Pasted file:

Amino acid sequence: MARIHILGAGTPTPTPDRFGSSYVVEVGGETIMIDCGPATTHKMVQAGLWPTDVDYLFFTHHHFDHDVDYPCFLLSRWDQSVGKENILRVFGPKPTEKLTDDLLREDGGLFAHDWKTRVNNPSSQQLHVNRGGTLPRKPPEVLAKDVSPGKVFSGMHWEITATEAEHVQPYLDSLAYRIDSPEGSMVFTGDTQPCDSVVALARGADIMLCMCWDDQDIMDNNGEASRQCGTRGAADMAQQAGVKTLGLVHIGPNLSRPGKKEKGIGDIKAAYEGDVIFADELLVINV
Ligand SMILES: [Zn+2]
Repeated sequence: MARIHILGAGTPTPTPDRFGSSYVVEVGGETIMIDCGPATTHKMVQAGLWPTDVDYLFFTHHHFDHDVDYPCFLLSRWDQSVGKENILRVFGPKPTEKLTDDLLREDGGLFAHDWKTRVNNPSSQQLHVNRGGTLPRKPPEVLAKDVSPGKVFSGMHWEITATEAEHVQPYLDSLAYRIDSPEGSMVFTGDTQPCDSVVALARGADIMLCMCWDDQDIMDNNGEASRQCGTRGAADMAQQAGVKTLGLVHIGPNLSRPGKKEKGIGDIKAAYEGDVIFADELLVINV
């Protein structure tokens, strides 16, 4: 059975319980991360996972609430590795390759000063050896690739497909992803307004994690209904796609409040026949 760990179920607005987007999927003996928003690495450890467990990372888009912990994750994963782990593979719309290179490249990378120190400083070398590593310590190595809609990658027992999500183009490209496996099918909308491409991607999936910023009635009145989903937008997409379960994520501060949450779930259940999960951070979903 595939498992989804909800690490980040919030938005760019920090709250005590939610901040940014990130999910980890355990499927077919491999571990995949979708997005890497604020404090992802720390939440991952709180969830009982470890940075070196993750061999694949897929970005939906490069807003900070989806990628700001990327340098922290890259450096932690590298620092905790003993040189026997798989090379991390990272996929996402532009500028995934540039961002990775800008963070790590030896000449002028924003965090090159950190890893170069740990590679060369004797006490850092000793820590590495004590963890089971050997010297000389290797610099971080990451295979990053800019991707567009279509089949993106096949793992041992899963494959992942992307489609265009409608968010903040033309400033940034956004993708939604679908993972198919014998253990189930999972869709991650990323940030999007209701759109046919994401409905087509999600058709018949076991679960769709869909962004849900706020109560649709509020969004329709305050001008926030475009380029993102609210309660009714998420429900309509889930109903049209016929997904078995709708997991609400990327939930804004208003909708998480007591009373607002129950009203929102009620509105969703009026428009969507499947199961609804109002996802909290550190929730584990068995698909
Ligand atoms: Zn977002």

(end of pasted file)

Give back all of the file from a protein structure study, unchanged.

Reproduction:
Amino acid sequence: MARIHILGAGTPTPTPDRFGSSYVVEVGGETIMIDCGPATTHKMVQAGLWPTDVDYLFFTHHHFDHDVDYPCFLLSRWDQSVGKENILRVFGPKPTEKLTDDLLREDGGLFAHDWKTRVNNPSSQQLHVNRGGTLPRKPPEVLAKDVSPGKVFSGMHWEITATEAEHVQPYLDSLAYRIDSPEGSMVFTGDTQPCDSVVALARGADIMLCMCWDDQDIMDNNGEASRQCGTRGAADMAQQAGVKTLGLVHIGPNLSRPGKKEKGIGDIKAAYEGDVIFADELLVINV
Ligand SMILES: [Zn+2]
Repeated sequence: MARIHILGAGTPTPTPDRFGSSYVVEVGGETIMIDCGPATTHKMVQAGLWPTDVDYLFFTHHHFDHDVDYPCFLLSRWDQSVGKENILRVFGPKPTEKLTDDLLREDGGLFAHDWKTRVNNPSSQQLHVNRGGTLPRKPPEVLAKDVSPGKVFSGMHWEITATEAEHVQPYLDSLAYRIDSPEGSMVFTGDTQPCDSVVALARGADIMLCMCWDDQDIMDNNGEASRQCGTRGAADMAQQAGVKTLGLVHIGPNLSRPGKKEKGIGDIKAAYEGDVIFADELLVINV
């Protein structure tokens, strides 16, 4: 059975319980991360996972609430590795390759000063050896690739497909992803307004994690209904796609409040026949 760990179920607005987007999927003996928003690495450890467990990372888009912990994750994963782990593979719309290179490249990378120190400083070398590593310590190595809609990658027992999500183009490209496996099918909308491409991607999936910023009635009145989903937008997409379960994520501060949450779930259940999960951070979903 595939498992989804909800690490980040919030938005760019920090709250005590939610901040940014990130999910980890355990499927077919491999571990995949979708997005890497604020404090992802720390939440991952709180969830009982470890940075070196993750061999694949897929970005939906490069807003900070989806990628700001990327340098922290890259450096932690590298620092905790003993040189026997798989090379991390990272996929996402532009500028995934540039961002990775800008963070790590030896000449002028924003965090090159950190890893170069740990590679060369004797006490850092000793820590590495004590963890089971050997010297000389290797610099971080990451295979990053800019991707567009279509089949993106096949793992041992899963494959992942992307489609265009409608968010903040033309400033940034956004993708939604679908993972198919014998253990189930999972869709991650990323940030999007209701759109046919994401409905087509999600058709018949076991679960769709869909962004849900706020109560649709509020969004329709305050001008926030475009380029993102609210309660009714998420429900309509889930109903049209016929997904078995709708997991609400990327939930804004208003909708998480007591009373607002129950009203929102009620509105969703009026428009969507499947199961609804109002996802909290550190929730584990068995698909
Ligand atoms: Zn977002």